Its development went well and the game became stronger reaching out to schools and junior grades.  Poor management in the purchase of the original Rosebery Racecourse site on the corner of Botany and Gardeners Road, Mascot and the onset of WWI put the game back to almost a zero base.  But with steady work and commitment from officials of the league it clung on, despite being comprised of only five clubs in 1917.  There was no second grade during the war and for the most part the junior competition also disappeared.

There was a spark of hope during the 1920s when NSW defeated the VFL in 1923 and again in 1925 but it again slumped into its familiar rung on the ladder as the least favoured game in the city.

The depression years of the thirties brought no solace and for the most part the league was locked with six clubs and only two grounds where they could truly derive a gate – the strength of their income.

Then WWII brought new hope.  Australian football was the first sport to move to Sunday football, for no other reason than they desperately needed that additional Sydney Football Attendances Graph smallvenue where a gate could be charged.  It was during this period that servicemen from interstate were in or moving through Sydney and they played with local clubs.

Names like Collingwood’s captain, Phonse Kyne was the captain and coach of St George, Alby Morrison who was chosen in Footscray’s team of the century was with the RAAF team, future Brownlow Medalist, Bill Morris played with South Sydney while 17 year old Western Australian, Jack Sheedy, another AFL Hall of Famer, turned out for the Sydney Club.

These are just a very few of the football talent in Sydney during the war.

Following hostilities the game was riding high in public opinion, particularly so when three new clubs, Western Suburbs, Balmain and Sydney University were added to the competition in 1948.

During the fifties the image of the game lapsed especially when newspapers highlighted the negative parts of the game: fights and problems in matches.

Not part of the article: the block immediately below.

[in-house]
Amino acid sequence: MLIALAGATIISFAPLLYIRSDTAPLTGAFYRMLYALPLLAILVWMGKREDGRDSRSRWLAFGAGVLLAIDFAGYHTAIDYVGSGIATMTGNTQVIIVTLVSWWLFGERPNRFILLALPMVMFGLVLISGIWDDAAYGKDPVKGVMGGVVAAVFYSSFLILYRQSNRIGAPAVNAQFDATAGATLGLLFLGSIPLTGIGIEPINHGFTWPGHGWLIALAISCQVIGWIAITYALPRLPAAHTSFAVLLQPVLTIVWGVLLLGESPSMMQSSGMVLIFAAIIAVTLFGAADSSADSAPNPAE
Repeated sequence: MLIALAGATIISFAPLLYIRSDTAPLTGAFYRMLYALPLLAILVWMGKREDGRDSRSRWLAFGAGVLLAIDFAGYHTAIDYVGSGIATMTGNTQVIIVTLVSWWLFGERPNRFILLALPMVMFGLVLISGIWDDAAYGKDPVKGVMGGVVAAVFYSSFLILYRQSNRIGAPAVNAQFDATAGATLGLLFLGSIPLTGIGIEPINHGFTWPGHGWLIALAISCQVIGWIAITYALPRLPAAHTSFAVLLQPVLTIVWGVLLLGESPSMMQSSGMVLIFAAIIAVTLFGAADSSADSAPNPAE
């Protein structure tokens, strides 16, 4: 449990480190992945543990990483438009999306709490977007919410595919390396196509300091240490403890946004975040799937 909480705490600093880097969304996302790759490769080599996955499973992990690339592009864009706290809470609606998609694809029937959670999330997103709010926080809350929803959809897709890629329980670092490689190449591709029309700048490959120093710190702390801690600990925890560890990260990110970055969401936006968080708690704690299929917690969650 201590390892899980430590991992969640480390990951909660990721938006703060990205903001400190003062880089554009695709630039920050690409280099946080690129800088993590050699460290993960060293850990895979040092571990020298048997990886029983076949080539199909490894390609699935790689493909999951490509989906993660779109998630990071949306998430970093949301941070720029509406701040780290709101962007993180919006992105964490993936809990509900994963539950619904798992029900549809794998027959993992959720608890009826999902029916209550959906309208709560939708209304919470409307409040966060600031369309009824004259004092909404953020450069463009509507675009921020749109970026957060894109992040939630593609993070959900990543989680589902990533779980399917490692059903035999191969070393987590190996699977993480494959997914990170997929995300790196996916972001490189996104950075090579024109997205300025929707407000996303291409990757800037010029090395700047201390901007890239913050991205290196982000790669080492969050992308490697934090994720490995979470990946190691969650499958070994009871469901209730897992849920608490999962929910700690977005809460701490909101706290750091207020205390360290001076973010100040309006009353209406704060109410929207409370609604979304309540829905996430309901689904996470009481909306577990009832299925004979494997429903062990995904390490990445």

More clubs were formed and joined the competition leading to twelve in 1962 “a perfect time to turn the competition into two divisions.”  It didn’t happen and the change from 18 aside to 16 aside in  1960 was also overturned mid-season.

By this time though, Western Suburbs gained their liquor licence and became very much a supporter and promoter of the game playing out of the same Picken Oval as now, but then it was surrounded by a training trotting track and privately owned.  The club though pumped thousands of dollars into the game and supported the league’s purchase of offices in Regent Street, Chippendale.

Football didn’t really move, they had lost many chances though by the seventies two new divisions had been formed.

Bill Hart, President NSWAFL 1966-78
Bill Hart, President NSWAFL 1966-78

In 1978 a coup threw out the popular league president Bill Hart and eventually his cronies went with him.  The VFL backed move with promised support didn’t last long before the administration in Sydney really struggled.

Then came the Sydney Swans and new VFL money and finance through the Swans licence scheme.  This eventually fell over and the club was subsequently taken over by the league.  Sydney football though had solidified and were well led with a move to more permanent offices in the Wentworth Park Grandstand, Glebe, where a number of other sports were domiciled.

Of course things always change and in 1998 there was a further takeover by the AFL which has funded the league and NSW football ever since.  It resulted in more staff, more people on the ground but are there more playing the game?

The elected officials have gone and the game is run by bureaucrats in their central Moore Park Offices.

Makes you wonder with all the changes the game has endured over the past 134 years, what the future holds for Sydney football?

In some sense it doesn’t have much but in others it has a lot.  It certainly has a rich past.